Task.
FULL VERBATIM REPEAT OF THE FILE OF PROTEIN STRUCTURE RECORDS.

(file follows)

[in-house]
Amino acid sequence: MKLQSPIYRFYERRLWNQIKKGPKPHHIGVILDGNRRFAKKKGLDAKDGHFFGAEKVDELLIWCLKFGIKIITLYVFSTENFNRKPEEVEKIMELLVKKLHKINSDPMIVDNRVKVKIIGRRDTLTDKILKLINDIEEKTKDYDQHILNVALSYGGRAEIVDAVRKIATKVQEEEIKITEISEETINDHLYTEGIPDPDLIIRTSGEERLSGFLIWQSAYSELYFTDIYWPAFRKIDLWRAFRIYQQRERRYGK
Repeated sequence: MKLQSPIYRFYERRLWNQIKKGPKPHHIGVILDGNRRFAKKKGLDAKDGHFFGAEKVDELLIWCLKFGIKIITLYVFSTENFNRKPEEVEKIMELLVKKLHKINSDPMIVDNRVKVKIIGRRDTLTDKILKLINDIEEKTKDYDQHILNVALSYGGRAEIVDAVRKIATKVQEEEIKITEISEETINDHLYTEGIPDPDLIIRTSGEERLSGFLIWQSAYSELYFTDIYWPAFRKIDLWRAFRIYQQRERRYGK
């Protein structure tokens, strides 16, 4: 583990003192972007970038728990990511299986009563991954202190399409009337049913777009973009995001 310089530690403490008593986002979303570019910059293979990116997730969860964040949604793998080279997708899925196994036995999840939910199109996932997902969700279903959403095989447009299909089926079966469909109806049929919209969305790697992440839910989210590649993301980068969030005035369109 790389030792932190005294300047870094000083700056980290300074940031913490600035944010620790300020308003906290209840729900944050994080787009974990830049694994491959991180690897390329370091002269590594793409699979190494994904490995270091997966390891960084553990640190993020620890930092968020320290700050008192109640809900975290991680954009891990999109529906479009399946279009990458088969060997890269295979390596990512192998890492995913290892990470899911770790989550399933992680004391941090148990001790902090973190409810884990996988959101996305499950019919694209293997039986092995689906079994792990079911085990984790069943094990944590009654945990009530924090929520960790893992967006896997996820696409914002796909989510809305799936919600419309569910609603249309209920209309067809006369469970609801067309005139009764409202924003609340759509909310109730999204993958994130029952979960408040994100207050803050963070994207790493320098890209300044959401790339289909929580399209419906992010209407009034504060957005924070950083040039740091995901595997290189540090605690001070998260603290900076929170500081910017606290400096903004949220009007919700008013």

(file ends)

[in-house]
Amino acid sequence: MKLQSPIYRFYERRLWNQIKKGPKPHHIGVILDGNRRFAKKKGLDAKDGHFFGAEKVDELLIWCLKFGIKIITLYVFSTENFNRKPEEVEKIMELLVKKLHKINSDPMIVDNRVKVKIIGRRDTLTDKILKLINDIEEKTKDYDQHILNVALSYGGRAEIVDAVRKIATKVQEEEIKITEISEETINDHLYTEGIPDPDLIIRTSGEERLSGFLIWQSAYSELYFTDIYWPAFRKIDLWRAFRIYQQRERRYGK
Repeated sequence: MKLQSPIYRFYERRLWNQIKKGPKPHHIGVILDGNRRFAKKKGLDAKDGHFFGAEKVDELLIWCLKFGIKIITLYVFSTENFNRKPEEVEKIMELLVKKLHKINSDPMIVDNRVKVKIIGRRDTLTDKILKLINDIEEKTKDYDQHILNVALSYGGRAEIVDAVRKIATKVQEEEIKITEISEETINDHLYTEGIPDPDLIIRTSGEERLSGFLIWQSAYSELYFTDIYWPAFRKIDLWRAFRIYQQRERRYGK
């Protein structure tokens, strides 16, 4: 583990003192972007970038728990990511299986009563991954202190399409009337049913777009973009995001 310089530690403490008593986002979303570019910059293979990116997730969860964040949604793998080279997708899925196994036995999840939910199109996932997902969700279903959403095989447009299909089926079966469909109806049929919209969305790697992440839910989210590649993301980068969030005035369109 790389030792932190005294300047870094000083700056980290300074940031913490600035944010620790300020308003906290209840729900944050994080787009974990830049694994491959991180690897390329370091002269590594793409699979190494994904490995270091997966390891960084553990640190993020620890930092968020320290700050008192109640809900975290991680954009891990999109529906479009399946279009990458088969060997890269295979390596990512192998890492995913290892990470899911770790989550399933992680004391941090148990001790902090973190409810884990996988959101996305499950019919694209293997039986092995689906079994792990079911085990984790069943094990944590009654945990009530924090929520960790893992967006896997996820696409914002796909989510809305799936919600419309569910609603249309209920209309067809006369469970609801067309005139009764409202924003609340759509909310109730999204993958994130029952979960408040994100207050803050963070994207790493320098890209300044959401790339289909929580399209419906992010209407009034504060957005924070950083040039740091995901595997290189540090605690001070998260603290900076929170500081910017606290400096903004949220009007919700008013």